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Penguins of Doom: Greg Fishbone

Penguins of Doom (From the Desk of Septina Nash), by Greg Fishbone, is a fun romp aimed squarely at middle grade readers. The format and voice of Penguins of Doom are both unique. The story is told entirely in the form of letters, all written and illustrated by a seventh grade girl name Septina Nash. The illustrations, one or more on nearly every page spread, are small, black and white drawings, the kind of thing a 7th grader might draw on a note to someone he or she was trying to impress.

Septina the seventh grader is the seventh child of Sal and Viyayai Nash, the third born out of a set of triplets. She's the outlandish one, with purple hair, and a knack for making unexpected things happen. Her triplet-brother, Quinn, is nice, but fairly geeky (he gets picked on in gym). Their triplet-sister, Sexta, is difficult and disagreeable. Says Septina: "Sexta's mission in life is to ruin everyone else's good time".

As the book begins, Sexta has made her family's life difficult by disappearing, apparently a runaway, but having possibly been abducted. The remainder of the book chronicles, loosely, Septina's attempts to bring her sister home. There are many madcap diversions along the way, including a boy band, an evil nemesis, three communicative penguins, a gigantic pile of empty yogurt containers, a skate-board champion, and a shrink-ray gun. Numbers also play a part, especially sevens and threes.

It took me a little while to get comfortable with this book, because I couldn't tell if the things that Septina was describing in her letters to various people (many of which were letters of excuse) were supposed to be real, or to demonstrate Septina's creative imagination. I think that's part of the joke, though. That some of the things are real, but that Septina's teachers think that she's either delusional or a liar. I think that kids will probably take the whole thing at face value right from the beginning, and have a great time with it.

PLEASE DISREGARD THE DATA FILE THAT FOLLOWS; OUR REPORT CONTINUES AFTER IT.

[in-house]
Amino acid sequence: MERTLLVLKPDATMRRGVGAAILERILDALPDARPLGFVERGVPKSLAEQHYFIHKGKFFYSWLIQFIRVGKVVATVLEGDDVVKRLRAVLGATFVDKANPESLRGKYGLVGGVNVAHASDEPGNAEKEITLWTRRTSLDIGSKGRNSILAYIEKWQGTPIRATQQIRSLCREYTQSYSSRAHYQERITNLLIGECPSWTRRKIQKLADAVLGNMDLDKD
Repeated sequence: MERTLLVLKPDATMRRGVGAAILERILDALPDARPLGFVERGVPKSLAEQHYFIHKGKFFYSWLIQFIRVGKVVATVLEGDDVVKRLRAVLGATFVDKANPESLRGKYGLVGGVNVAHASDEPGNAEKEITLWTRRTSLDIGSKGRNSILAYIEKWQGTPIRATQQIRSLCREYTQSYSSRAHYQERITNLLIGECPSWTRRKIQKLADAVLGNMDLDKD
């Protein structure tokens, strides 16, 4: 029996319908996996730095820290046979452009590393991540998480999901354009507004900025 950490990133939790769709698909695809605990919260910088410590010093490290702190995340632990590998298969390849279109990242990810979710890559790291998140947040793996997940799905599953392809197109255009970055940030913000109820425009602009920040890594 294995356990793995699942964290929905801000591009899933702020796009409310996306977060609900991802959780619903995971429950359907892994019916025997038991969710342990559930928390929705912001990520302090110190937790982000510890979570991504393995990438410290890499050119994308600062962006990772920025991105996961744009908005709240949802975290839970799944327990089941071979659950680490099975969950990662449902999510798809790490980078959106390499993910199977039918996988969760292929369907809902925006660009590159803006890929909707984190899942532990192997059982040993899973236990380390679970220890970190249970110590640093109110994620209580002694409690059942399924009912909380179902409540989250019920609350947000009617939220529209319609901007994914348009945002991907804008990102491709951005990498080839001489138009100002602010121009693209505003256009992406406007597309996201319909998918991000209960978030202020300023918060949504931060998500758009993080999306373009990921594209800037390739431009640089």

Septina completely accepts (and sometimes instigates) bizarre things happening to and around her. For example, when asked to set up a parent-teacher conference, she invites her teacher's parents. And they attend. She takes it in stride, and ends up working with the teacher's parents to help find the teacher a husband. Similarly, when some penguins start following her around, she takes them as pets. Because what else would you do? 

Septina also has an wonderfully unconscious wit. Here are two examples:

"The school counselor, Mr. Goode, keeps running into us "accidentally" in the halls. He says he wants Quinn and me to know that his door is always open. I don't know why he's chosen to tell us about his maintenance problems, but I'll see what I can do." (Chapter: On a Cold and Dreary Missing Sister Day)

I watched the news on three stations last night, and each forecaster promised six to eight inches of snow by this morning -- more than enough to cancel school. As you know, we only got three inches of snow. If anyone should get a bad grade in math it's a forecaster who thinks that "three" falls between "six" and "eight." (Chapter: On a Day That Should Be a Snow Day)

The illustrations make this book appear, at first, to be for younger readers. But a closer look reveals that these are complex pictures, many including words and/or numbers, that are just the thing to please older elementary school kids. For example, there's a sketch of a guy whose "face looks like somebody's butt." And it does. There's also a diagram of a box trap that Septina's dad sets up for Sexta, baited with fashion magazines.

The sketches are highly entertaining, and give the book a hint of a graphic novel feel. Although the main character is a girl, the sketches and diagrams, not to mention many of the events, feel boy-friendly, too. I think that Penguins of Doom will please boys and girls or all ages, nine and up.

Book: Penguins of Doom (From the Desk of Septina Nash)
Author: Greg R. Fishbone (blog). See also the Septina Nash website
Publisher: Blooming Tree Press
Original Publication Date: July 7, 2007
Pages: 182
Age Range: 9-12
Source of Book: Advance reader copy
Other Blog Links: See interviews of Greg Fishbone by Sarah Beth Durst and cynsations.

© 2009 by Jennifer Robinson of Jen Robinson's Book Page. All rights reserved.